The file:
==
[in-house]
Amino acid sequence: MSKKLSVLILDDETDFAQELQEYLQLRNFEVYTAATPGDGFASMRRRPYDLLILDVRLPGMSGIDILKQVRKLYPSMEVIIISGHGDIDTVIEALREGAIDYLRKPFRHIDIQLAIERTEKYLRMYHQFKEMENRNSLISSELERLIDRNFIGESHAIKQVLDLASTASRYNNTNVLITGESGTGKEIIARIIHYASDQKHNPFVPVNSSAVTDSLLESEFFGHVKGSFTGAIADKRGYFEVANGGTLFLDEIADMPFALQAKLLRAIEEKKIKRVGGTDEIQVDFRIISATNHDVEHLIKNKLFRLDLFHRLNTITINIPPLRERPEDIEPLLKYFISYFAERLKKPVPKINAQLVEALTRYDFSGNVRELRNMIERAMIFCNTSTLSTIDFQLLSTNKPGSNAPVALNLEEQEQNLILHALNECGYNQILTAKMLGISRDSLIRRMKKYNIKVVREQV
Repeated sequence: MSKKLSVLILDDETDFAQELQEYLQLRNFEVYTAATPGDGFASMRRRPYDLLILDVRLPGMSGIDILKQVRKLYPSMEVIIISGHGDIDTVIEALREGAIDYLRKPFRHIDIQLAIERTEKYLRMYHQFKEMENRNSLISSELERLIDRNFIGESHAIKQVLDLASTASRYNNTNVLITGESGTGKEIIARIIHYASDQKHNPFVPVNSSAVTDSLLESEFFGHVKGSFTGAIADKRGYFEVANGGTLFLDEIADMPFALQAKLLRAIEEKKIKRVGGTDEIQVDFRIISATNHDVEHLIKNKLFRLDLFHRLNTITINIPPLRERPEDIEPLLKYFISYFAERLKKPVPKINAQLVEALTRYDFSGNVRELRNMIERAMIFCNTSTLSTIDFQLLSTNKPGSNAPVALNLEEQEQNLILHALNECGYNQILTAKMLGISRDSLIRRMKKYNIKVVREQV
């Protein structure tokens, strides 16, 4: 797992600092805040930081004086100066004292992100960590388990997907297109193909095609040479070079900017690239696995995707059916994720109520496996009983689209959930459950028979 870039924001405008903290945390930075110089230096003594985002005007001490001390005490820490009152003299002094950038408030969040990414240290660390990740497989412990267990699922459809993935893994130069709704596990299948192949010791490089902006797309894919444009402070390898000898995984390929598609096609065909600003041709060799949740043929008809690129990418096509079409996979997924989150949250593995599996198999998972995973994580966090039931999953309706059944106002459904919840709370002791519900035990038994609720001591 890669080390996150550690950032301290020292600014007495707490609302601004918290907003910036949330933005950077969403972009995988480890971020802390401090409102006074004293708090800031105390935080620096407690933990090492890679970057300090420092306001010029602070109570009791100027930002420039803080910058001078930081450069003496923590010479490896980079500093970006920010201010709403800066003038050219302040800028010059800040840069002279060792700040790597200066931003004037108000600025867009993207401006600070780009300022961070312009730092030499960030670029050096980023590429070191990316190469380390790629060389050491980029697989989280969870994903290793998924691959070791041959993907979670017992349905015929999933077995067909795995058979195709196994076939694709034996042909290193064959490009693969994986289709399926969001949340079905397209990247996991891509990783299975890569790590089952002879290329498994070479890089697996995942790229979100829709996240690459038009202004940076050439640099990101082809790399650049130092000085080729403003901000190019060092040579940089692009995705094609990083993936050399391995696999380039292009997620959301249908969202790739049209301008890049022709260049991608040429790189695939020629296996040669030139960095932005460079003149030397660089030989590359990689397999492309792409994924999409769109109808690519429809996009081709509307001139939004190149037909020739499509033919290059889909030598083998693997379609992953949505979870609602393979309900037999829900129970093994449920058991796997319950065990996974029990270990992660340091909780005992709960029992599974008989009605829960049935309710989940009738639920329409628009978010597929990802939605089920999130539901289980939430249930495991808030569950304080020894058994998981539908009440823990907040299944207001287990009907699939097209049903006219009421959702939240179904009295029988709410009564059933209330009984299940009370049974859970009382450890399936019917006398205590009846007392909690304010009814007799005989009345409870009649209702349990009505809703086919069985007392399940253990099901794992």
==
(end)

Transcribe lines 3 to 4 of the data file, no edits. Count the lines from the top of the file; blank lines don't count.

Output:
Repeated sequence: MSKKLSVLILDDETDFAQELQEYLQLRNFEVYTAATPGDGFASMRRRPYDLLILDVRLPGMSGIDILKQVRKLYPSMEVIIISGHGDIDTVIEALREGAIDYLRKPFRHIDIQLAIERTEKYLRMYHQFKEMENRNSLISSELERLIDRNFIGESHAIKQVLDLASTASRYNNTNVLITGESGTGKEIIARIIHYASDQKHNPFVPVNSSAVTDSLLESEFFGHVKGSFTGAIADKRGYFEVANGGTLFLDEIADMPFALQAKLLRAIEEKKIKRVGGTDEIQVDFRIISATNHDVEHLIKNKLFRLDLFHRLNTITINIPPLRERPEDIEPLLKYFISYFAERLKKPVPKINAQLVEALTRYDFSGNVRELRNMIERAMIFCNTSTLSTIDFQLLSTNKPGSNAPVALNLEEQEQNLILHALNECGYNQILTAKMLGISRDSLIRRMKKYNIKVVREQV
């Protein structure tokens, strides 16, 4: 797992600092805040930081004086100066004292992100960590388990997907297109193909095609040479070079900017690239696995995707059916994720109520496996009983689209959930459950028979 870039924001405008903290945390930075110089230096003594985002005007001490001390005490820490009152003299002094950038408030969040990414240290660390990740497989412990267990699922459809993935893994130069709704596990299948192949010791490089902006797309894919444009402070390898000898995984390929598609096609065909600003041709060799949740043929008809690129990418096509079409996979997924989150949250593995599996198999998972995973994580966090039931999953309706059944106002459904919840709370002791519900035990038994609720001591 890669080390996150550690950032301290020292600014007495707490609302601004918290907003910036949330933005950077969403972009995988480890971020802390401090409102006074004293708090800031105390935080620096407690933990090492890679970057300090420092306001010029602070109570009791100027930002420039803080910058001078930081450069003496923590010479490896980079500093970006920010201010709403800066003038050219302040800028010059800040840069002279060792700040790597200066931003004037108000600025867009993207401006600070780009300022961070312009730092030499960030670029050096980023590429070191990316190469380390790629060389050491980029697989989280969870994903290793998924691959070791041959993907979670017992349905015929999933077995067909795995058979195709196994076939694709034996042909290193064959490009693969994986289709399926969001949340079905397209990247996991891509990783299975890569790590089952002879290329498994070479890089697996995942790229979100829709996240690459038009202004940076050439640099990101082809790399650049130092000085080729403003901000190019060092040579940089692009995705094609990083993936050399391995696999380039292009997620959301249908969202790739049209301008890049022709260049991608040429790189695939020629296996040669030139960095932005460079003149030397660089030989590359990689397999492309792409994924999409769109109808690519429809996009081709509307001139939004190149037909020739499509033919290059889909030598083998693997379609992953949505979870609602393979309900037999829900129970093994449920058991796997319950065990996974029990270990992660340091909780005992709960029992599974008989009605829960049935309710989940009738639920329409628009978010597929990802939605089920999130539901289980939430249930495991808030569950304080020894058994998981539908009440823990907040299944207001287990009907699939097209049903006219009421959702939240179904009295029988709410009564059933209330009984299940009370049974859970009382450890399936019917006398205590009846007392909690304010009814007799005989009345409870009649209702349990009505809703086919069985007392399940253990099901794992």